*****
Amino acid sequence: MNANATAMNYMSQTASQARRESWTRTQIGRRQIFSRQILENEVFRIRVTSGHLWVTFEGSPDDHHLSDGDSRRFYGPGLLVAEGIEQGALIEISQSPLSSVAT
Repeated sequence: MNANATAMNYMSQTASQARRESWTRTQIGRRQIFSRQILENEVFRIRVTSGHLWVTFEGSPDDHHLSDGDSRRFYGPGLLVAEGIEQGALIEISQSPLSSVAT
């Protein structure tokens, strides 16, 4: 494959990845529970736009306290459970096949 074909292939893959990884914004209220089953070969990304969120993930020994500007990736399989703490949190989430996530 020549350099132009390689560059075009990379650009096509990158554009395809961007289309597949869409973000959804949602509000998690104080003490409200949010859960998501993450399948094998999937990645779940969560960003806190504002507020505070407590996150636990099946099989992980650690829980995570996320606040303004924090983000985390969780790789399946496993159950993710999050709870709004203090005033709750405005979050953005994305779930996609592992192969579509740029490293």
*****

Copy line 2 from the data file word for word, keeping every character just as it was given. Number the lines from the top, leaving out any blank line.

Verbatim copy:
Repeated sequence: MNANATAMNYMSQTASQARRESWTRTQIGRRQIFSRQILENEVFRIRVTSGHLWVTFEGSPDDHHLSDGDSRRFYGPGLLVAEGIEQGALIEISQSPLSSVAT